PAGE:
How hydropower becoming most popular renewable energy source?

Oil&Gas Materials 8 February 2022 10:49 (UTC +04:00)
How hydropower becoming most popular renewable energy source?

BAKU, Azerbaijan, Feb.8

By Leman Zeynalova – Trend:

As the energy transition gathers pace and countries search for reliable, large-scale infrastructure projects to meet future demand, hydropower is solidifying its position as the most popular renewable energy source, Trend reports with reference to Rystad Energy, an independent energy research and business intelligence company.

Rystad Energy analysts note that the hydropower market will continue its upward trajectory in 2022 as global capacity exceeds 1,200 gigawatts (GW) for the first time and investments climb to $36.3 billion.

“Hydropower accounts for almost one-sixth of the world’s power generation, trailing only coal and natural gas. The industry’s contribution to power generation is nearly 60 percent higher than nuclear energy and greater than all other renewables combined, including wind, solar PV, bioenergy and geothermal. Power generated through hydropower rose slightly in 2021 to 4,414 terawatt-hours (TWh), up from 4,360 TWh in 2020, while capacity of nearly 17 GW was added in 2020, followed by another 14 GW in 2021,” reads the report released by the company.

Rystad Energy notes that investments in the sector slowed somewhat before 2020 as other renewable sources such as wind and solar PV gained momentum, a situation exacerbated by delays to several major hydropower projects and some regions’ lack of policy changes, which also stunted growth. The industry is, however, experiencing a renaissance as countries are increasingly motivated to find suitable renewable options to decarbonize their energy supply.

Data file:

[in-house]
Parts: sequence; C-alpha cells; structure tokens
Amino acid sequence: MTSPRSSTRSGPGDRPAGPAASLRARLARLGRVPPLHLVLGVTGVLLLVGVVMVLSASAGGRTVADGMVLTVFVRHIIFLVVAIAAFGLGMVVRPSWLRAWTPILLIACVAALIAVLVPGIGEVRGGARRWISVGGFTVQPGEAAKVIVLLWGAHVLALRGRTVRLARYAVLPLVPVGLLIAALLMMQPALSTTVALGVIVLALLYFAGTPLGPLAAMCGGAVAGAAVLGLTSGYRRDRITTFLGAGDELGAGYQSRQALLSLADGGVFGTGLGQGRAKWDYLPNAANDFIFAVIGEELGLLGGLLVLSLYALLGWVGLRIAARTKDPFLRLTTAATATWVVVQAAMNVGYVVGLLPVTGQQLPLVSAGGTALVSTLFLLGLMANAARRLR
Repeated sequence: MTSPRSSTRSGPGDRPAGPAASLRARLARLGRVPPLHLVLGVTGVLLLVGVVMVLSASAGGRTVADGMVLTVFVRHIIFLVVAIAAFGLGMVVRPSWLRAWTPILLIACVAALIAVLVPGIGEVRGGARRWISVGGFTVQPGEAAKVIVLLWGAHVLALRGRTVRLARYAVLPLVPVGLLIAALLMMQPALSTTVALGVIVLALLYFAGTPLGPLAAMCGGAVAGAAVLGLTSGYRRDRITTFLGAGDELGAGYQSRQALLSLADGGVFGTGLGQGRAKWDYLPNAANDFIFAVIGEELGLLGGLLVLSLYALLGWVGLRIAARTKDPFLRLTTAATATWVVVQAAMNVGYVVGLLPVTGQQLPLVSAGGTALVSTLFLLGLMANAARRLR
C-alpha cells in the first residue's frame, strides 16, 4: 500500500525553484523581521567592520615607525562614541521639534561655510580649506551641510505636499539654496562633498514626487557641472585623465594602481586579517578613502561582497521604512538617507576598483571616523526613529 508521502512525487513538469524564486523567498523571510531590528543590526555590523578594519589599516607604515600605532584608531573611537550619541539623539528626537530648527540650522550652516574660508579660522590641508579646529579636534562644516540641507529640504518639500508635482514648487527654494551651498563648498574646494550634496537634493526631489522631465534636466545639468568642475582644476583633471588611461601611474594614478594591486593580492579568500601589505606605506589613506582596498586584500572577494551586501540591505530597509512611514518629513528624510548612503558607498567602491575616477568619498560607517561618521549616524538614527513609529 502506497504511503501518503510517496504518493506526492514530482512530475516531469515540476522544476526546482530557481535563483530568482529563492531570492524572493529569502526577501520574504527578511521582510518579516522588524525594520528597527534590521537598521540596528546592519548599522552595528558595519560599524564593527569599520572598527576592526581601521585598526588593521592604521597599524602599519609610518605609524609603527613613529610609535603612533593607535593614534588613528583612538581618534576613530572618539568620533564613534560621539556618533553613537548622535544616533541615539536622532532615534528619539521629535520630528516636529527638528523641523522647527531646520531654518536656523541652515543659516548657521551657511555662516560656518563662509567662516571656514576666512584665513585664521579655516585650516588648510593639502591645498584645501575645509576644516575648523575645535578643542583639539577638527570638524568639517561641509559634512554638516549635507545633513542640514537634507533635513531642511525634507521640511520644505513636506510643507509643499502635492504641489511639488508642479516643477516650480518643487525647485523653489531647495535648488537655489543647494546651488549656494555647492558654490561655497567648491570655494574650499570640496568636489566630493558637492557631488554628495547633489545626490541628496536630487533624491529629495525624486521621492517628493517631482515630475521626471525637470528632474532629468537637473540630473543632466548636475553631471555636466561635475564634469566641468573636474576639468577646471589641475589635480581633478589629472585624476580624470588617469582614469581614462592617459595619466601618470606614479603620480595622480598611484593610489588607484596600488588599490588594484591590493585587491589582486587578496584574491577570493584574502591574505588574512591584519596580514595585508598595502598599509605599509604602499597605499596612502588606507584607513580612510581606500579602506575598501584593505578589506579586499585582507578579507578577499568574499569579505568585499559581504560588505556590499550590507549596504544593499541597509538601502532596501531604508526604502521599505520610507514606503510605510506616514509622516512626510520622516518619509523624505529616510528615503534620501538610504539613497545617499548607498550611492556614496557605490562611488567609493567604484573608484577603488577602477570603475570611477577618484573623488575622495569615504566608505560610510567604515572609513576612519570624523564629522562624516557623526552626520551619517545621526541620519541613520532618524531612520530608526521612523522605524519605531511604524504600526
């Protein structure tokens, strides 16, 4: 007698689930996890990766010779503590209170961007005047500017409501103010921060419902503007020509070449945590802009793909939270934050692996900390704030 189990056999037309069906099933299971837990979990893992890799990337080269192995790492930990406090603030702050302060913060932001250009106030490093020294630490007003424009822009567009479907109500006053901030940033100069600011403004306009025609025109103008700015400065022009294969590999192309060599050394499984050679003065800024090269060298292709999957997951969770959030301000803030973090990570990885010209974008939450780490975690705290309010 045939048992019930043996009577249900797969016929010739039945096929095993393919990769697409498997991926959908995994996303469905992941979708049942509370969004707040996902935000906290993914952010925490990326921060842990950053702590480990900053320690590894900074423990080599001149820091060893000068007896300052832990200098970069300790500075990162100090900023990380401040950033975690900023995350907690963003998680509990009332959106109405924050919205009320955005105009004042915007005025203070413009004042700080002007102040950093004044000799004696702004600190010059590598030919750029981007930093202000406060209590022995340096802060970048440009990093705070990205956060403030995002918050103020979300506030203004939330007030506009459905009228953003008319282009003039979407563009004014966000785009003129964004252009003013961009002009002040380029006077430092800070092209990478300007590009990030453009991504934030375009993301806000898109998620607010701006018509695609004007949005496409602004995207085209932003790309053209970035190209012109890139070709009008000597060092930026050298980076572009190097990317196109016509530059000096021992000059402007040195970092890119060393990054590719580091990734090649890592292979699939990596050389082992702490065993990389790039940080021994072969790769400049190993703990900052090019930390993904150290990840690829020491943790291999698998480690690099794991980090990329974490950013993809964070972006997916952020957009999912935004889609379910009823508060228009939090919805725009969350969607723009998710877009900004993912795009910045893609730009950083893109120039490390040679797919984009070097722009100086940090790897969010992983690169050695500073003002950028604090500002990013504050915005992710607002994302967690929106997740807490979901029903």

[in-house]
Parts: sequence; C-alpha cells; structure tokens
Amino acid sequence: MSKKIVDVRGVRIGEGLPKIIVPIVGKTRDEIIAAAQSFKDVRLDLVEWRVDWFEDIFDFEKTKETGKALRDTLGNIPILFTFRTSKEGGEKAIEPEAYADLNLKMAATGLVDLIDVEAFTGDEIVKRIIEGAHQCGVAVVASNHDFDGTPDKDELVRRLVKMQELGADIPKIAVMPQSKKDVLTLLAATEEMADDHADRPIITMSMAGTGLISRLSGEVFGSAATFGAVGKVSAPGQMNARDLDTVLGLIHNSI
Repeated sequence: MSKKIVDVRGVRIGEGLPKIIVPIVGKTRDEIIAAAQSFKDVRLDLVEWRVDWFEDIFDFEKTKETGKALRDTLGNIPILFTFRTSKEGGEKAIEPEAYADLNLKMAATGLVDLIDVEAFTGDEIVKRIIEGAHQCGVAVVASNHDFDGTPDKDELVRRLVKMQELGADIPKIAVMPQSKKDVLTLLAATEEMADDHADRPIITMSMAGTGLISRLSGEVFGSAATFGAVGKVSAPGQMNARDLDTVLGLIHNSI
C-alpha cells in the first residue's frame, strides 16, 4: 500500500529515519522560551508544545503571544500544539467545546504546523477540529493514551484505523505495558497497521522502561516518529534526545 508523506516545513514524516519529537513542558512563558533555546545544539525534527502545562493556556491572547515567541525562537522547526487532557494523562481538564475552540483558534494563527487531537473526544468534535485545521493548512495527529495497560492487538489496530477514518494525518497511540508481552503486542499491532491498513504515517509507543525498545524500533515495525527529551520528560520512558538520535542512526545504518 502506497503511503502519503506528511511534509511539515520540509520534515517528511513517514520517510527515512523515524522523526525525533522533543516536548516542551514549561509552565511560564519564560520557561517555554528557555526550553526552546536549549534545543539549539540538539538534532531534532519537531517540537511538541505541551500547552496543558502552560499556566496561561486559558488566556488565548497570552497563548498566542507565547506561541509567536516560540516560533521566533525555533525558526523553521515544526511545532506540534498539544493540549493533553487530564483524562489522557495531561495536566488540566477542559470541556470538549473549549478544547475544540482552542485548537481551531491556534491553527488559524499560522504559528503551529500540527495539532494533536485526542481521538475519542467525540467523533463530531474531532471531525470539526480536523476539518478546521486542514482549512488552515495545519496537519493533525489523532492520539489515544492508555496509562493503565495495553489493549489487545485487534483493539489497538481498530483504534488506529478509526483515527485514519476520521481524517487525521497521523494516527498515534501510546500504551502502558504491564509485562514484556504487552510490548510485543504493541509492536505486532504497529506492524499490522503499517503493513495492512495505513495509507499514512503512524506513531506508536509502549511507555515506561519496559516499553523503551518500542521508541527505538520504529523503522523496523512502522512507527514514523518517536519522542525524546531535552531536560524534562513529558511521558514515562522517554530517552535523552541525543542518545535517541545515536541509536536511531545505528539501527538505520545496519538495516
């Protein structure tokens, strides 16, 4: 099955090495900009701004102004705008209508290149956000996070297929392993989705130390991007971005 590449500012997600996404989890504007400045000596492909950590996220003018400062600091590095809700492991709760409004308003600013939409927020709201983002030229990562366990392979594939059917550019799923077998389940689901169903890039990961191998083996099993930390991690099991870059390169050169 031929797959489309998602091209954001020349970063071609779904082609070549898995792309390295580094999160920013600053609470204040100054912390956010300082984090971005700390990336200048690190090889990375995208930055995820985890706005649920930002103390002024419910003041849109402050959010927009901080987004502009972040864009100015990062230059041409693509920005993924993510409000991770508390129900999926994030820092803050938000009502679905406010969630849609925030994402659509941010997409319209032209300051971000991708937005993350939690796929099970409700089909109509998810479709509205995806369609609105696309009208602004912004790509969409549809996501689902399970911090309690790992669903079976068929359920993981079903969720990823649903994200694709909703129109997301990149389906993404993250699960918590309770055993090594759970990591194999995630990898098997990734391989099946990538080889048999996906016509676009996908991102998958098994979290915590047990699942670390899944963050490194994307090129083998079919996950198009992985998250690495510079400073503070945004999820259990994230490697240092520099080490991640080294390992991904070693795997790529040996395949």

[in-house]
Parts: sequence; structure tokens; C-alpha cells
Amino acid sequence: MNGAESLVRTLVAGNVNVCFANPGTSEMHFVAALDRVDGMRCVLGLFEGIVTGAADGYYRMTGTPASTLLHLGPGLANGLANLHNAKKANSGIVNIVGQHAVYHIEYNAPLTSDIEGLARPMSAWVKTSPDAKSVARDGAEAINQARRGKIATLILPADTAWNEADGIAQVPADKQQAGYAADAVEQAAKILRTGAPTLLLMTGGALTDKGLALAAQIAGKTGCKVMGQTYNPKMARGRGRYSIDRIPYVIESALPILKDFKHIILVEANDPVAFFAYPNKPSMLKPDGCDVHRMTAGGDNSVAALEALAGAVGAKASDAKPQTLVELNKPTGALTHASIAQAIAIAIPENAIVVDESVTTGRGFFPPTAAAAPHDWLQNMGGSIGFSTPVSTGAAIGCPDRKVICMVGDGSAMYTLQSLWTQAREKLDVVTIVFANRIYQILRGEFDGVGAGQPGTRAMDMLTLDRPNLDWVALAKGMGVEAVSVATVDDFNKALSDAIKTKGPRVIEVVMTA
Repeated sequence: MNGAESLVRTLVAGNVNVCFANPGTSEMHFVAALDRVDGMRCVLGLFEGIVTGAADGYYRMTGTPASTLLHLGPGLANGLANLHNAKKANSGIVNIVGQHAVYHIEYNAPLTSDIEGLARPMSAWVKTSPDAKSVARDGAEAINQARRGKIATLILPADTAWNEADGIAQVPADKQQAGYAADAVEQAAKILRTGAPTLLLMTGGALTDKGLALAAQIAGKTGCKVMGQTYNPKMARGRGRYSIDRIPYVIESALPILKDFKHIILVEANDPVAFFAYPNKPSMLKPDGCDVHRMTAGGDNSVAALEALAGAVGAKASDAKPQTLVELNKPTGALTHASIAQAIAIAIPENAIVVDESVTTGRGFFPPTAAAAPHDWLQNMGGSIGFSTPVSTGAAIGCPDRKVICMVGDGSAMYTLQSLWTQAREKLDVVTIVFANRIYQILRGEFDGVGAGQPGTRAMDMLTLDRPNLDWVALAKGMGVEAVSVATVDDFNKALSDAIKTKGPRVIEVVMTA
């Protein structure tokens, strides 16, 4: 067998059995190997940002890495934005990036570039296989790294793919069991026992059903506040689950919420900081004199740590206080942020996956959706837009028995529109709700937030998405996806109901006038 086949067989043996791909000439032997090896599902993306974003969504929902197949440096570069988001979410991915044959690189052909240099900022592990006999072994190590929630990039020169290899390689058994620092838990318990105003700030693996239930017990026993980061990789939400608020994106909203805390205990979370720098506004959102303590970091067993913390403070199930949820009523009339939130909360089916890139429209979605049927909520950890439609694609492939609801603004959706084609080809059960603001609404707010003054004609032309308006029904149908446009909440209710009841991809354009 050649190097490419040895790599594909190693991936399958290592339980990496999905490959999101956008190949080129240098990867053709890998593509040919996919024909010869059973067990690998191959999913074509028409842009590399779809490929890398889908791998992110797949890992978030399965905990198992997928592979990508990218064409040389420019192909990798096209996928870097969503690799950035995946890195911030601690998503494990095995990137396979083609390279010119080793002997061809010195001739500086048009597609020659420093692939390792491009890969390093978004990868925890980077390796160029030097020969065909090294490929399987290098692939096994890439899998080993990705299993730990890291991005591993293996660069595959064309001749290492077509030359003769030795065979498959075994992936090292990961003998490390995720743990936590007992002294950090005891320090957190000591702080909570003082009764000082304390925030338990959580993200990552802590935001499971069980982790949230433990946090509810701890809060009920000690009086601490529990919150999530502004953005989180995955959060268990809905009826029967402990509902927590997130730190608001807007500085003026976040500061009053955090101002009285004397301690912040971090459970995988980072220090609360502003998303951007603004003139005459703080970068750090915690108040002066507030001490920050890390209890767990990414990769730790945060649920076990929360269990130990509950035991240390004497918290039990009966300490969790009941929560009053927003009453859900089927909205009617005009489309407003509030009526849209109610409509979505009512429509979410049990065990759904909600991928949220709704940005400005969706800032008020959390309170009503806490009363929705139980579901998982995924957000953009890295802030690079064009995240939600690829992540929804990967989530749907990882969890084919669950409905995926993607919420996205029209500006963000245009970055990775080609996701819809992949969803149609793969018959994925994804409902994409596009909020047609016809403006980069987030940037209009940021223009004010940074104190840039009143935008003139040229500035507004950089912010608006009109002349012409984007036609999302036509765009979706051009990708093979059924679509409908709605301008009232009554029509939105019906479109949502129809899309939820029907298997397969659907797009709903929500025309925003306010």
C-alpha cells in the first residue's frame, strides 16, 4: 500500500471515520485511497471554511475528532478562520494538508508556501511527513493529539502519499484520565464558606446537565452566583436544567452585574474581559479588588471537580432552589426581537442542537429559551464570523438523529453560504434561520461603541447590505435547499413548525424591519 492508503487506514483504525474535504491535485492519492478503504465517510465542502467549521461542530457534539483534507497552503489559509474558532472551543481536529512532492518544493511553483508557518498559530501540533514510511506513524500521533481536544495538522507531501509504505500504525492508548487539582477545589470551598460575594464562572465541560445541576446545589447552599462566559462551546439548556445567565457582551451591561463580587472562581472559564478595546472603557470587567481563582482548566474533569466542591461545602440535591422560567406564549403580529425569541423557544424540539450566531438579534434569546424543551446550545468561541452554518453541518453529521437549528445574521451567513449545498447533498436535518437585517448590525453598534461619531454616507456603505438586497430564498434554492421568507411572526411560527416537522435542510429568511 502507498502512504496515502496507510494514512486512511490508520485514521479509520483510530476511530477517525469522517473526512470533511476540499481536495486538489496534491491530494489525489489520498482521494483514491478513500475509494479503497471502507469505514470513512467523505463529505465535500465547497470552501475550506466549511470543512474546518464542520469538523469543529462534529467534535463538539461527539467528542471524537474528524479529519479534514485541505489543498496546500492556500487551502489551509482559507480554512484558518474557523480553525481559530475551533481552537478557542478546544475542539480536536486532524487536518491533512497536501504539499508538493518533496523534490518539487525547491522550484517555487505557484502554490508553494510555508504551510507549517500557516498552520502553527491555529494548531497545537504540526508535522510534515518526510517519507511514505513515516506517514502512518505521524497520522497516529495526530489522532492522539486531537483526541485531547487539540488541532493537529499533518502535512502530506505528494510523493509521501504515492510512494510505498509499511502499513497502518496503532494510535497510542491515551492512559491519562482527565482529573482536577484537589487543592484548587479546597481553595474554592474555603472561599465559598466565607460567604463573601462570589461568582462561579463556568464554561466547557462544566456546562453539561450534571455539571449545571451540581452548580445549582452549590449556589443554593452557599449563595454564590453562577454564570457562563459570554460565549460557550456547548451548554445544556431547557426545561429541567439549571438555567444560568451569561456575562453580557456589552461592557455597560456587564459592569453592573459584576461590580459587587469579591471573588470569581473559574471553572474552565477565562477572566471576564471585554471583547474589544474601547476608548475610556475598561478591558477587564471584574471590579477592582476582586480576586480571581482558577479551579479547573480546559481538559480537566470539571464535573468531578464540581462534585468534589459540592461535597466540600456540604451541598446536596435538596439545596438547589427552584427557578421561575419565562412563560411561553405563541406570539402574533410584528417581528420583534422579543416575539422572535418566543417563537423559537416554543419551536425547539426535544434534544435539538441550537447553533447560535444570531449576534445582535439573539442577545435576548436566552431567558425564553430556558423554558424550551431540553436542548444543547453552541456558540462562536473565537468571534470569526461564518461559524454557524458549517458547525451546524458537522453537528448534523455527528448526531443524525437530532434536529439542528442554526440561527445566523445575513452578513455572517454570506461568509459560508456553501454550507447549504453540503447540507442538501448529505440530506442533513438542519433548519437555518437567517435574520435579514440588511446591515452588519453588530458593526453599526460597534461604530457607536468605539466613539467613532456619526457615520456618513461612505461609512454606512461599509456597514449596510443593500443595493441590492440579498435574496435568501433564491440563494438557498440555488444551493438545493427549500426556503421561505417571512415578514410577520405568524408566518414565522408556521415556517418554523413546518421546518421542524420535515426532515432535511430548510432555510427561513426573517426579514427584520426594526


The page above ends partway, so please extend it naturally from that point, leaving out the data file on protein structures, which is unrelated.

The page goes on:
“Hydropower is the backbone of low-carbon electricity generation and has been rising since the 1970s. Over the last two decades, the installed global capacity of hydropower has grown from 680 GW in 2000 to nearly 1,200 GW in 2021, a surge of more than 75 percent,” says Rystad Energy analyst Karan Satwani.

Most of the capacity additions until 2030 are expected to come from large-scale projects in Asia and Africa, according to the company.

In Africa specifically, installed capacity is expected to grow at a combined annual growth rate of 2.5 percent from 2017 to 2023, driven by Ethiopia, Mozambique and Uganda.

“Most of the large-scale projects in Asia and Africa are managed by state-owned companies. We expect a slowdown in the pace of hydropower development in China over the coming years due to growing concerns over environmental impact and the shrinking availability of economically attractive sites for large projects,” said the report.


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